THE NHS has finally won its 43 year battle with HM Revenue & Customs in regards to overpaid VAT, potentially bringing in millions of pounds for NHS trusts.
Audit, tax and consulting services firm RSM has received confirmation that HMRC has decided to no longer oppose outstanding appeals by NHS trusts relating to entitlement to VAT reclaims, with some of those claims dating back as far as 1973, the year VAT was introduced.
Overdue VAT repayments
The VAT reclaims relate to VAT overpaid by hospital boards and health authorities on what should have been VAT zero-rated ‘takeaway’ food and VAT recovery on purchases of drugs and prostheses for onward supply to private patients.
Before now, HMRC previously argued that it was unsure if modern day NHS trusts should be allowed a repayment of VAT originally accounted for by predecessor hospital boards and health authorities.
In March 2015, a first-tier VAT tribunal between North Lincolnshire and Goole Hospitals NHS Trust and HMRC, ruled that there must clearly be a transfer of rights and property to the successor NHS operators.
“If the successor body is in fact operating and does in fact own the hospital that will effectively prove that some such transfer of rights did occur,” stated the FTT.
“Whether the transfer of rights included a right to re-claim VAT will depend on the circumstances of a particular case. That too may be inferred by indirect of circumstantial evidence but can only be decided in light of the evidence in a particular case and the presumption of correctness will not prove what rights were transferred.”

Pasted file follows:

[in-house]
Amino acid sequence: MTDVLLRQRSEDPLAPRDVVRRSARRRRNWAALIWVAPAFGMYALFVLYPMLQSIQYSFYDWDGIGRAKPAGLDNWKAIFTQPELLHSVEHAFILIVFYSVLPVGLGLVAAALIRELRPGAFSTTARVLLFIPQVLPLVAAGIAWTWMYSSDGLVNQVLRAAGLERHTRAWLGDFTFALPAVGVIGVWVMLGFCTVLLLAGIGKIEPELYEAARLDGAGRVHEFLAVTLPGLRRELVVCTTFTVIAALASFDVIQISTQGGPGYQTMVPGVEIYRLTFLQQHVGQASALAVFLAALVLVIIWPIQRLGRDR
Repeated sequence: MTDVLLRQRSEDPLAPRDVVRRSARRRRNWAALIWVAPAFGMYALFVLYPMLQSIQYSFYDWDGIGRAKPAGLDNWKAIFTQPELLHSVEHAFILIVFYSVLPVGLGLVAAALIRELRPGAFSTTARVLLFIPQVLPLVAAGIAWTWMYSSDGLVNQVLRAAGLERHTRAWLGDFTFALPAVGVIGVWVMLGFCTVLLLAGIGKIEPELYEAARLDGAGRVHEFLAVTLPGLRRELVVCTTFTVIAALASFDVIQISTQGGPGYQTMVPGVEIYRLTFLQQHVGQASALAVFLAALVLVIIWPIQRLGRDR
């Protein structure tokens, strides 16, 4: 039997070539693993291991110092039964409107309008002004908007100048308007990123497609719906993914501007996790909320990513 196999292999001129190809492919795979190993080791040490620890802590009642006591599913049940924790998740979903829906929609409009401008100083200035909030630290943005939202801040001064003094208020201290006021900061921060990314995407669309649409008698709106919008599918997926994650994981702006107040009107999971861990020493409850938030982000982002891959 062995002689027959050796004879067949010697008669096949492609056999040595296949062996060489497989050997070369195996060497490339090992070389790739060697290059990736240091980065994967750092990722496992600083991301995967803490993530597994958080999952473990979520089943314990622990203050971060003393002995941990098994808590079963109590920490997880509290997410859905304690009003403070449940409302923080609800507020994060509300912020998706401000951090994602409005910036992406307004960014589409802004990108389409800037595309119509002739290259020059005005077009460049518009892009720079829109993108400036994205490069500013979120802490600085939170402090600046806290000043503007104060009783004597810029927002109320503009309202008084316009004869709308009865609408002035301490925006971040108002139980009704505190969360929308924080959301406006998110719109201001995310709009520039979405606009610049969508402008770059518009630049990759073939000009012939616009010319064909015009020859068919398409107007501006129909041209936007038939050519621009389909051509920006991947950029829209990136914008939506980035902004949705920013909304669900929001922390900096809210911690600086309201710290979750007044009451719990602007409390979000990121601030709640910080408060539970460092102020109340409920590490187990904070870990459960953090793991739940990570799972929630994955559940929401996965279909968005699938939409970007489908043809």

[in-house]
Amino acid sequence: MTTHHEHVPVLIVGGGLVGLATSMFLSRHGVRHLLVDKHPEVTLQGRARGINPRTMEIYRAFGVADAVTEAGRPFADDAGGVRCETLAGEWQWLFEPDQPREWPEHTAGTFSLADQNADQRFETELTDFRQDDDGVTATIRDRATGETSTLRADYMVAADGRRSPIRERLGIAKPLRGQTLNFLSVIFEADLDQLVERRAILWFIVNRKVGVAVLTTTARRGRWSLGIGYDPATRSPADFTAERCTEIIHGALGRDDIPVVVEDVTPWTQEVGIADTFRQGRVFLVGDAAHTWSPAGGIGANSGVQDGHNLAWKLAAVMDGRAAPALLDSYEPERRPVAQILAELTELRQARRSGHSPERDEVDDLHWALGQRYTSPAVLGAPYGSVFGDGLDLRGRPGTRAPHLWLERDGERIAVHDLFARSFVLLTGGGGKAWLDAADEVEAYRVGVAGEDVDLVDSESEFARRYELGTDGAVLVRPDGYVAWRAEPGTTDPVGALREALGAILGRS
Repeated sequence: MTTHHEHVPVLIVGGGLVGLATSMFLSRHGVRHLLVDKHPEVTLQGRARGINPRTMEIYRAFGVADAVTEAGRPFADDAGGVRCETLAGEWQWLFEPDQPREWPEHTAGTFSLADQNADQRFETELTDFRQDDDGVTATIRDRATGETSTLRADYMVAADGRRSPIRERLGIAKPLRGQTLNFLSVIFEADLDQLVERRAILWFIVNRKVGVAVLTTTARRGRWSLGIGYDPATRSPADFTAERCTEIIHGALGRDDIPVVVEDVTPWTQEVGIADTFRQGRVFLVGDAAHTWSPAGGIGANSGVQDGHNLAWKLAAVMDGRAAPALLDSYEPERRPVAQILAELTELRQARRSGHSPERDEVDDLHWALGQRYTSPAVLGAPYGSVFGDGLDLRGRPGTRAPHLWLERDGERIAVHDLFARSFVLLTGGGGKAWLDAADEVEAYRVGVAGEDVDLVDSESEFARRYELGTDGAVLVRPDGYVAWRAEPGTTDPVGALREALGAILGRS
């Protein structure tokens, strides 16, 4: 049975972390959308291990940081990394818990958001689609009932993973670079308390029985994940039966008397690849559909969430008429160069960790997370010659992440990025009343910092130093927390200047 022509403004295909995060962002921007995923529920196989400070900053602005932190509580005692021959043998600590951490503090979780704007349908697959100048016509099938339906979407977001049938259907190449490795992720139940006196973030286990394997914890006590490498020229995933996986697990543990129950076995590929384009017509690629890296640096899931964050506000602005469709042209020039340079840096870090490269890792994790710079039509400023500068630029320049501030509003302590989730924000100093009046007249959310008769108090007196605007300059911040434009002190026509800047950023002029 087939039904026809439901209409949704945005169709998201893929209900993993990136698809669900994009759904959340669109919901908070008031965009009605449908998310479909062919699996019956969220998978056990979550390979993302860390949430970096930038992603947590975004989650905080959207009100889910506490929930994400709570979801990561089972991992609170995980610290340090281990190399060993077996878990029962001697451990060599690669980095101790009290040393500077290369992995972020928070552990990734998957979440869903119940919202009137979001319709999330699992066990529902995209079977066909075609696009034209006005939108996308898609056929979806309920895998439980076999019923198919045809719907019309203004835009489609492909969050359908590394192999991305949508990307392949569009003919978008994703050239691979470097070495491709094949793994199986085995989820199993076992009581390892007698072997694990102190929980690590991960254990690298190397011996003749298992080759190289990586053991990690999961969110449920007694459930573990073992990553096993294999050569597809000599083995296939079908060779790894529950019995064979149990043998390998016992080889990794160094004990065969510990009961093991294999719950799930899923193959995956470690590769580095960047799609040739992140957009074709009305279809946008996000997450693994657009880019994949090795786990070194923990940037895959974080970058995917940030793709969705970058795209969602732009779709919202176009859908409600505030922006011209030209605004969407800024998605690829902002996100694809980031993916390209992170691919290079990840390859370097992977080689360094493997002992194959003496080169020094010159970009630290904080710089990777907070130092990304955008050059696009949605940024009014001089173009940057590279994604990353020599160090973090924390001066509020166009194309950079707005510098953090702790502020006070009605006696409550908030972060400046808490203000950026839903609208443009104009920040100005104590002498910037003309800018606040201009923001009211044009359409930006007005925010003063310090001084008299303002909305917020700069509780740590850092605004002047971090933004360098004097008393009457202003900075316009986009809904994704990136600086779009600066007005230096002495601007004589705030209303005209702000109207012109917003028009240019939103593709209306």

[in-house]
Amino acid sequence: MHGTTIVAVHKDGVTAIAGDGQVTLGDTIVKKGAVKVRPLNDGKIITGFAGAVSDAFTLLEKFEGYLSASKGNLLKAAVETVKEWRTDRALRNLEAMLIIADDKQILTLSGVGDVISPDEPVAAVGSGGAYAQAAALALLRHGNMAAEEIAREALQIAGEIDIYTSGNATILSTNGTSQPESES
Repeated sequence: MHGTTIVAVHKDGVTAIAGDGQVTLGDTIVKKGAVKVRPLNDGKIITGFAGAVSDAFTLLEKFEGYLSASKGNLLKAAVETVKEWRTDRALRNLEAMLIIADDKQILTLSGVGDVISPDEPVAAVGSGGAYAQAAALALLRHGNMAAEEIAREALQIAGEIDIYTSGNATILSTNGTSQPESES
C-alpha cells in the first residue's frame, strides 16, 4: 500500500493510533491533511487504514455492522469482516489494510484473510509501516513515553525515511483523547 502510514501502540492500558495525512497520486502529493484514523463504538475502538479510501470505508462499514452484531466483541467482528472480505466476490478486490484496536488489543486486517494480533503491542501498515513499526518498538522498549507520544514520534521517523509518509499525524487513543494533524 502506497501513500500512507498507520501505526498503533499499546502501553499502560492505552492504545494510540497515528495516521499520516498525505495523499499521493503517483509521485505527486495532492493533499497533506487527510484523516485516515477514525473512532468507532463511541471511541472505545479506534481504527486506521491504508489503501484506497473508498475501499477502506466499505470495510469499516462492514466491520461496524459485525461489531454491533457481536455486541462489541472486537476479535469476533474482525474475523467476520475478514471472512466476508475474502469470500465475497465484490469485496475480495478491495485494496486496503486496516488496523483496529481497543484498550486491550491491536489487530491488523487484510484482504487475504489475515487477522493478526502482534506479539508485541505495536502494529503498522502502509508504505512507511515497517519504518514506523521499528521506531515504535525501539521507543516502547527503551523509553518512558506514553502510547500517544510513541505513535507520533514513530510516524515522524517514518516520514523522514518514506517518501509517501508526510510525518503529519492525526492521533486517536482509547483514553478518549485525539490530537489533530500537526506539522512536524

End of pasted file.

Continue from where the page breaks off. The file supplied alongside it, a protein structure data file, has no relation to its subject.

‘Exhaustive and unnecessary battle’
HMRC’s stance on VAT is an issue which has irritated a number of sectors.
In April the ATT claimed that small business owners are being overcharged VAT due to flaws in HMRC’s guidance over its flat rate scheme.
Commenting on the taxman’s climbdown, RSM VAT director Scott Harwood said: “After an exhaustive and largely unnecessary battle with HMRC, this appears a great result for the NHS and will free up more cash for frontline services.
“While many people may feel this is simply government money going round in a circle, the key point is that it actually relates to their commercial activities and the NHS were originally denied VAT that they were correctly entitled to.
“We now expect HMRC to contact all the relevant trusts to verify and agree the quantum of each submitted claim.”
Accountancy Age is currently awaiting comment from HMRC.
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